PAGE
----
Recently "She Who Must Not Be Named" and I spent a couple of days in Philadelphia's historical district. The room where we stayed was right across the street from this building. Looking out the window I was reminded that back in 1842 Charles Dickens had enjoyed the same view I did. He recorded his impressions in his American Notes:
Looking out of my chamber-window, before going to bed, I saw, on the opposite side of the way, a handsome building of white marble, which had a mournful ghost-like aspect, dreary to behold. I attributed this to the sombre influence of the night, and on rising in the morning looked out again, expecting to see its steps and portico thronged with groups of people passing in and out. The door was still tight shut, however; the same cold cheerless air prevailed: and the building looked as if the marble statue of Don Guzman could alone have any business to transact within its gloomy walls. I hastened to inquire its name and purpose, and then my surprise vanished. It was the Tomb of many fortunes; the Great Catacomb of investment; the memorable United States Bank.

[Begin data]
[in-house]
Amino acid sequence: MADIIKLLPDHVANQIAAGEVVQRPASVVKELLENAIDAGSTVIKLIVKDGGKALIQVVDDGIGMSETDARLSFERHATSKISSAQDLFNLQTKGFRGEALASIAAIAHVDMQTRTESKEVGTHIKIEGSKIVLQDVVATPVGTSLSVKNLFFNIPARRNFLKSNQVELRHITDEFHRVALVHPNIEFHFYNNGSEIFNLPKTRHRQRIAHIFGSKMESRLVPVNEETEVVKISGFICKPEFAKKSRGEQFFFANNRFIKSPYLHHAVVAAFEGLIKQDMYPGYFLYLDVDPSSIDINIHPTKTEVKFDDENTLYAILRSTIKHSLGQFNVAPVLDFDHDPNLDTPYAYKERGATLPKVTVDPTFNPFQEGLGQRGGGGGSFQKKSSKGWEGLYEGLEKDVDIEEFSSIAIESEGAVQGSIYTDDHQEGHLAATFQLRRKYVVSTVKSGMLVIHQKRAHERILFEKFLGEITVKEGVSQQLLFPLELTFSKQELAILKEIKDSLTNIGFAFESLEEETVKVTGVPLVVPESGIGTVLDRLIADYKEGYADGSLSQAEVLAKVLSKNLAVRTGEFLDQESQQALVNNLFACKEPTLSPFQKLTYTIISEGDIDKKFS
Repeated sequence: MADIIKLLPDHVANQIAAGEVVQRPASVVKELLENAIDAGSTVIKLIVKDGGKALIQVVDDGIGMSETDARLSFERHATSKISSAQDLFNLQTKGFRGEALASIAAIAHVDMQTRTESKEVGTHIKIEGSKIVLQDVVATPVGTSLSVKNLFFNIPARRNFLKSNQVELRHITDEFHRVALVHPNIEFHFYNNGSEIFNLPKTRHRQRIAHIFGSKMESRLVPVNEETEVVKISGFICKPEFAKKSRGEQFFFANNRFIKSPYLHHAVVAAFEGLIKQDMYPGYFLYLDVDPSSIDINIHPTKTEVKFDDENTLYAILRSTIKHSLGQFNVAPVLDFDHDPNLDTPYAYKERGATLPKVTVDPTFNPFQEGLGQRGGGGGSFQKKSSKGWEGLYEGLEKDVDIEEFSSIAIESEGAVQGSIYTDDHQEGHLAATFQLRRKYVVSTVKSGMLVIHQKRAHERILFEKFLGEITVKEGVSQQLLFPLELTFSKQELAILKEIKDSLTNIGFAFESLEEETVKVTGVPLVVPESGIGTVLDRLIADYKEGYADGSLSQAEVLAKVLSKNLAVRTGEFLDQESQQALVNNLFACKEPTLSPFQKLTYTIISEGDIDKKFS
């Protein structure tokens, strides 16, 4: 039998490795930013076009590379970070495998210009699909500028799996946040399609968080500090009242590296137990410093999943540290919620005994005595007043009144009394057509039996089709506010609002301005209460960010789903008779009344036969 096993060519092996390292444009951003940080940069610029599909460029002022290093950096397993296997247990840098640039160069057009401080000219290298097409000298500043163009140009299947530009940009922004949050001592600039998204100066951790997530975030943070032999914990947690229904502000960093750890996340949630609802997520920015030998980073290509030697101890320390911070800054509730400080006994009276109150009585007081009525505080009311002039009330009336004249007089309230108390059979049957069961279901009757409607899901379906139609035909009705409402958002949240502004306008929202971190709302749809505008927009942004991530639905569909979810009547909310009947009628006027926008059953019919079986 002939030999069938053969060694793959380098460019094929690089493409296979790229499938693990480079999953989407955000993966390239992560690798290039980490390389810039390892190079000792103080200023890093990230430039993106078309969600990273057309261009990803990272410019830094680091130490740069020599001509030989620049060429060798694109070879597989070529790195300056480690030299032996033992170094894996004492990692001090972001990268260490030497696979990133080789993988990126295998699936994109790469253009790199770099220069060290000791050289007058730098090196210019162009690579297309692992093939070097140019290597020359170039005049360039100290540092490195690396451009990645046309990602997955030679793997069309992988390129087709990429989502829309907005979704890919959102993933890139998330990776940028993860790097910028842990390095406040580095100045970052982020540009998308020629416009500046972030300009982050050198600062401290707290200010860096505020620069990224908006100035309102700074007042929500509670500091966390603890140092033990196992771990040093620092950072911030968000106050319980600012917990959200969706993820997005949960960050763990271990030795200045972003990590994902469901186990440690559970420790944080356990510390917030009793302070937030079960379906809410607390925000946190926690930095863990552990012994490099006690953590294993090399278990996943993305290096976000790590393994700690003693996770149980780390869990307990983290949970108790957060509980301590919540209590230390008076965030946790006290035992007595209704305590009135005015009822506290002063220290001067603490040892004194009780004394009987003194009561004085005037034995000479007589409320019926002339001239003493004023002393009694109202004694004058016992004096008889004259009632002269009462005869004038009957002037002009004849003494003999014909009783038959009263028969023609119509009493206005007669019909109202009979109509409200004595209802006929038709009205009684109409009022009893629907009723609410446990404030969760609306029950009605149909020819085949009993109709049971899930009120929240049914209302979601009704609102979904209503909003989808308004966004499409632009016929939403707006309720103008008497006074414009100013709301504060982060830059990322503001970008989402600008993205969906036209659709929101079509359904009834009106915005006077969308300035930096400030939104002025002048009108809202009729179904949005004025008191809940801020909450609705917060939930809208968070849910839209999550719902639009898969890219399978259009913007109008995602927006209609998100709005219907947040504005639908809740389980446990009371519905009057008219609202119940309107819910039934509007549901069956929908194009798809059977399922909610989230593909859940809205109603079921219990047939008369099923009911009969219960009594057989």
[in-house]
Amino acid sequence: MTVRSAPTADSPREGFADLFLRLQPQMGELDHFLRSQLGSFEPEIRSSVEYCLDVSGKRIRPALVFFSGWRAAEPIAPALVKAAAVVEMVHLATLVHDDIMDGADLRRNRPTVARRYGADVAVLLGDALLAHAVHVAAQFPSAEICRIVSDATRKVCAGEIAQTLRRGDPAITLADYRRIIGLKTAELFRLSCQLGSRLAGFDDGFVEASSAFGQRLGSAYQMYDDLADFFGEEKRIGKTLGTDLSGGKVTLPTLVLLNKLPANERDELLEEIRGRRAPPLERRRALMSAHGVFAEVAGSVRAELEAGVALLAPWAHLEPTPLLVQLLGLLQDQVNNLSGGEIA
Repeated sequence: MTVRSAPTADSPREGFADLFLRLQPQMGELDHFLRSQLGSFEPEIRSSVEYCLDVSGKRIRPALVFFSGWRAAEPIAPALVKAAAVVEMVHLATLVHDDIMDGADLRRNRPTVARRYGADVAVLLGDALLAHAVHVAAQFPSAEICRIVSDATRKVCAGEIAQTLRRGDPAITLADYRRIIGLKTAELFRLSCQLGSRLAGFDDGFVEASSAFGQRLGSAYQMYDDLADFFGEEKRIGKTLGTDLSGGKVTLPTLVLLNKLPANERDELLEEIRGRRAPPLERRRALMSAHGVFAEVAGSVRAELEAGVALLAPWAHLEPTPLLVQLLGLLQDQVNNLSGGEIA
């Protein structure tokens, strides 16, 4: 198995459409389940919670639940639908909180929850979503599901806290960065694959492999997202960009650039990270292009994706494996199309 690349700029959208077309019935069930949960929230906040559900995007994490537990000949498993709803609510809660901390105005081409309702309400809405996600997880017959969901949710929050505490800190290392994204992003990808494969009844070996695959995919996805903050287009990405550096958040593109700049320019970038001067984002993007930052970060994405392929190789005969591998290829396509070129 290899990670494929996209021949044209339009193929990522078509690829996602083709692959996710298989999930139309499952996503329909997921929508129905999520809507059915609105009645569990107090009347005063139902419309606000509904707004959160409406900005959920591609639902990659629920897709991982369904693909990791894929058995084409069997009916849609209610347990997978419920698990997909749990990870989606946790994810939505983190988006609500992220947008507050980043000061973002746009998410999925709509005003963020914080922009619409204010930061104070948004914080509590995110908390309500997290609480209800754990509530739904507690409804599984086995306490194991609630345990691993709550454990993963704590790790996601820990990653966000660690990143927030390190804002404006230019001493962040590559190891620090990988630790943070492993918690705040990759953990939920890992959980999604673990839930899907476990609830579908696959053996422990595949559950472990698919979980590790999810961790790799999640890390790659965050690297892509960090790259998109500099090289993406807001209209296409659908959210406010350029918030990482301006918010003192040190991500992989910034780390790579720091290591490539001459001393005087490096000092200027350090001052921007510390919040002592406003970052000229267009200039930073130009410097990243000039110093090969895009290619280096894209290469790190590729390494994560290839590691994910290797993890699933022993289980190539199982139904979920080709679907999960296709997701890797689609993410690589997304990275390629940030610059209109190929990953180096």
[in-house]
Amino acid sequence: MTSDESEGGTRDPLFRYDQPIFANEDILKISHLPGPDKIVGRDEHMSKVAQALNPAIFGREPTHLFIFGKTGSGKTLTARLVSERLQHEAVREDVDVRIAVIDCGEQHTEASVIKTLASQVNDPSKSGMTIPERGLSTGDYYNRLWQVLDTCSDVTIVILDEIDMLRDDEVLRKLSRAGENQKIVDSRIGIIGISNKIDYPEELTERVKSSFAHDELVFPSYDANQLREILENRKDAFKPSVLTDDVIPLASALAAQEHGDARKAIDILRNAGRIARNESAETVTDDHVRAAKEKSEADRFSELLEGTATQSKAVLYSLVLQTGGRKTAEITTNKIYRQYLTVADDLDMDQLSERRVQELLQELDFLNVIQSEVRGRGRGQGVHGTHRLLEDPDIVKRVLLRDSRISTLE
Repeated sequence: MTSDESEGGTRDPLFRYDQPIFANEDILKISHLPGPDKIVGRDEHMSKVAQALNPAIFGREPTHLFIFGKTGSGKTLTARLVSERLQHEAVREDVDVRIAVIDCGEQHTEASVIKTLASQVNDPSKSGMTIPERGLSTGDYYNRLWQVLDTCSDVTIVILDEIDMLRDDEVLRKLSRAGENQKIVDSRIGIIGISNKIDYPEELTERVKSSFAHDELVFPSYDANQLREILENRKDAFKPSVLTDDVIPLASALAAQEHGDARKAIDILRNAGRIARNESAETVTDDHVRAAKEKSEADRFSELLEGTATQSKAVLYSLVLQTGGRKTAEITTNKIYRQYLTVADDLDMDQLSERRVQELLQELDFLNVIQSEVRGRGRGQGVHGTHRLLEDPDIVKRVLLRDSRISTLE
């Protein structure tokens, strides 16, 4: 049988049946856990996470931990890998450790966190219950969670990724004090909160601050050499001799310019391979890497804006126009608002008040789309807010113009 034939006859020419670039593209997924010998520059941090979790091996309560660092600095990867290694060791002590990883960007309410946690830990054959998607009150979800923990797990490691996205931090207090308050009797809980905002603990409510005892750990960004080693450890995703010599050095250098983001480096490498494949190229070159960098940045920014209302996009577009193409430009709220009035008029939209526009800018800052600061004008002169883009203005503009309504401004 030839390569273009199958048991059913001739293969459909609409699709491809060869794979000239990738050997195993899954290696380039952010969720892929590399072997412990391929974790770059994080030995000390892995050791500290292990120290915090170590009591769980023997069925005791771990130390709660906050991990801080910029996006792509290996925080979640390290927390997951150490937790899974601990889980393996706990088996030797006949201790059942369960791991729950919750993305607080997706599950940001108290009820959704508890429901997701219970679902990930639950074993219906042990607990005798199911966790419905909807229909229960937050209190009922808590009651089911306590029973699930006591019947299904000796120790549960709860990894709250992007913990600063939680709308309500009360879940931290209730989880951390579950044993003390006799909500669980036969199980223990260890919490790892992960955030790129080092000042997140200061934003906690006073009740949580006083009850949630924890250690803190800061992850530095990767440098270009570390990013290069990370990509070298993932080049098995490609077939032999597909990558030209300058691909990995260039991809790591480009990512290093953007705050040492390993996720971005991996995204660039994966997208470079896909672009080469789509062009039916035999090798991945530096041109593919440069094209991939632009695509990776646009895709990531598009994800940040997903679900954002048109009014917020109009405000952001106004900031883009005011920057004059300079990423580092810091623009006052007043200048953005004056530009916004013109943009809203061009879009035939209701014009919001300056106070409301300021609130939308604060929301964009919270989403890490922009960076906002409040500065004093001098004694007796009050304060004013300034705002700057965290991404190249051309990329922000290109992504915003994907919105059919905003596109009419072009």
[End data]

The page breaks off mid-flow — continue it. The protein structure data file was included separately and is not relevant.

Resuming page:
The stoppage of this bank, with all its ruinous consequences, had cast (as I was told on every side) a gloom on Philadelphia, under the depressing effect of which it yet laboured. It certainly did seem rather dull and out of spirits.
The collapse of the Second Bank of the United States, or "Biddle's Bank" as it was popularly known, was one of the great financial disasters to afflict the early republic. It was caused by the actions of President Andrew Jackson. Historians today still argue as to whether Jackson's "War On the Bank" was justified and what its effects were. As I gazed out on the building I was struck by the similarities between Jackson's justifications for destroying the Bank and the rhetoric issuing from some of today's presidential candidates.
For a more moderate and balanced view that is critical of Jackson check out Dan Howe's What Hath God Wrought: The Transformation of America, 1815-1848 (2007).